One of the most common types of premises liability cases that we handle as Chicago personal injury attorneys are cases involving faulty or dangerous staircases. In a recent Illinois Court of Appeal opinion, the plaintiff alleged that she suffered injuries when she fell down a staircase comprised of 15 wooden steps. The plaintiff alleged that her injuries occurred because the staircase did not contain a handrail on both sides of the stairs. The plaintiff filed a lawsuit against the property owners, alleging that they failed to meet their duty of care in ensuring that the staircase was safe and that they failed to provide adequate warnings about the staircase’s alleged danger. As far as injuries, the plaintiff suffered a fracture that required surgery and incurred a total of $240,000 in medical costs, according to her complaint.
During the discovery phase of the trial, the plaintiff testified that she could not identify or recall what caused her to lose her balance and fall down the staircase. The plaintiff testified instead that she recalled “flying through the air trying to get my grip or balance myself” but that there wasn’t anything for her to grab. The plaintiff also testified that she believed she would have been able to regain her balance had there been a handrail for her to grab. The plaintiff presented a building inspector as a witness who inspected the stairway. He provided an expert opinion indicating that the lack of adequate handrails violated Chicago’s Municipal Code 13-160-320(a) and 13-160-320(b).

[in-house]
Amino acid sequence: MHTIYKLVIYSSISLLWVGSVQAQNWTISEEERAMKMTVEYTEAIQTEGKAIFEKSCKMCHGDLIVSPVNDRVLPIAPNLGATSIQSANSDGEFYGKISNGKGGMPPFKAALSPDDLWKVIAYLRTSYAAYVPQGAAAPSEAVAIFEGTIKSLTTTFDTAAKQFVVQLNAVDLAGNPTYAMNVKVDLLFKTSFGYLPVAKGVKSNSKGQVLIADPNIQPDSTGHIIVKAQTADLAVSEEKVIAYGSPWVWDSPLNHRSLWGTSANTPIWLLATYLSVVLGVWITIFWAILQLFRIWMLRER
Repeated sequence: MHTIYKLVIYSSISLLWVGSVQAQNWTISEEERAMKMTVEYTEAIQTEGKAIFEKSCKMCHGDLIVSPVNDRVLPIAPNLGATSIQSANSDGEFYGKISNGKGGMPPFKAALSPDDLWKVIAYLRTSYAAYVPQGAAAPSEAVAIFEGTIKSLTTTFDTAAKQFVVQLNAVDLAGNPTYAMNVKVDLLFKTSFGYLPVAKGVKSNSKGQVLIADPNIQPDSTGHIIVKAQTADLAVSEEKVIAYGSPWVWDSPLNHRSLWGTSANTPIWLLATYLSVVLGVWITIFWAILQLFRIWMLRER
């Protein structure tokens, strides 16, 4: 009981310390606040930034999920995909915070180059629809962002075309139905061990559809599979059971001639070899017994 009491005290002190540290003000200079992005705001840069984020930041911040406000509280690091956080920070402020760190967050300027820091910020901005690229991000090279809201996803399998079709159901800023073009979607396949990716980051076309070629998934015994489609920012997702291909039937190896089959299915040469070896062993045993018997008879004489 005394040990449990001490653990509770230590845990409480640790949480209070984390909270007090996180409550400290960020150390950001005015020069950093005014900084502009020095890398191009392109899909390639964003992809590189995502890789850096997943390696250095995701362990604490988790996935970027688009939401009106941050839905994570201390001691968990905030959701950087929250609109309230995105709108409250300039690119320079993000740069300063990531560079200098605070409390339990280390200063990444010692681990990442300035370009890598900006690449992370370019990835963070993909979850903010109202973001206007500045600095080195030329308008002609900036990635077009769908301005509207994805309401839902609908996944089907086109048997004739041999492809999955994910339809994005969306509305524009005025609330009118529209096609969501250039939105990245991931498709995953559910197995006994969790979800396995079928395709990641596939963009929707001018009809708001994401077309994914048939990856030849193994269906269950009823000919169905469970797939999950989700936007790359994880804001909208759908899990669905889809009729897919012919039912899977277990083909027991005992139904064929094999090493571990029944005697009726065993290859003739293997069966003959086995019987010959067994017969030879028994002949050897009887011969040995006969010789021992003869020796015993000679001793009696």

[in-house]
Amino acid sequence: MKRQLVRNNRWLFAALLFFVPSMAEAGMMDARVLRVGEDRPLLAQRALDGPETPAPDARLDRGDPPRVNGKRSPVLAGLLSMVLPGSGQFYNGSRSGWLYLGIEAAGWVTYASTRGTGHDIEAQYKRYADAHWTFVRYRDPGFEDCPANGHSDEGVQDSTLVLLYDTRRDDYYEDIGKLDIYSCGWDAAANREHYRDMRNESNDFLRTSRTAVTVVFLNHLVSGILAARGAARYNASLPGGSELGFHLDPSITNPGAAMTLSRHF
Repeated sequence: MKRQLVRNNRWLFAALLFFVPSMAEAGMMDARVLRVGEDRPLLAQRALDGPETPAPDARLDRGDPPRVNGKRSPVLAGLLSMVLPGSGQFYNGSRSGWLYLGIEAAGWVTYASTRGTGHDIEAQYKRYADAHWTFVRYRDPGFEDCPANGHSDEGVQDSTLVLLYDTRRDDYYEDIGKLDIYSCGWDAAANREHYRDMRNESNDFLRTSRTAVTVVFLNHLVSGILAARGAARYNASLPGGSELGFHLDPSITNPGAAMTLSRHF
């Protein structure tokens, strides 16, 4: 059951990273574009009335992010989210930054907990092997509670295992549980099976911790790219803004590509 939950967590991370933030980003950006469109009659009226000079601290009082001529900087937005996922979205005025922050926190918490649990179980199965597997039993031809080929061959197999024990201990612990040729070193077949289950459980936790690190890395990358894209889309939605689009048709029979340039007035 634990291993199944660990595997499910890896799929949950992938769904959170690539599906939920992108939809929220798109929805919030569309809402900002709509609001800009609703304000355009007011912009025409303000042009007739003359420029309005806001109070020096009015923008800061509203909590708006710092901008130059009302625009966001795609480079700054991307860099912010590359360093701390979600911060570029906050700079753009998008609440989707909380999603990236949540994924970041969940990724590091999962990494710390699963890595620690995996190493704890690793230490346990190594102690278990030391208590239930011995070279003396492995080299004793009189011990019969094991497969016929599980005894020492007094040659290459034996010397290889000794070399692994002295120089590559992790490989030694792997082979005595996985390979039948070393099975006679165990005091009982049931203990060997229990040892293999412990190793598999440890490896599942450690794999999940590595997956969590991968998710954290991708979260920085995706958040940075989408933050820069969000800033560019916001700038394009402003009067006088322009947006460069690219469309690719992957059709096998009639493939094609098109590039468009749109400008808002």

The defendant filed a motion for summary judgment, stating that the fact that the plaintiff did not know what caused her fall precluded her from proving that her injuries were a result of the defendant’s alleged negligence. The plaintiff refuted this, stating that her testimony regarding the impact of the inadequate handrails created a question of material fact rendering summary judgment inappropriate. The lower court granted the defendant’s motion, and the plaintiff appealed.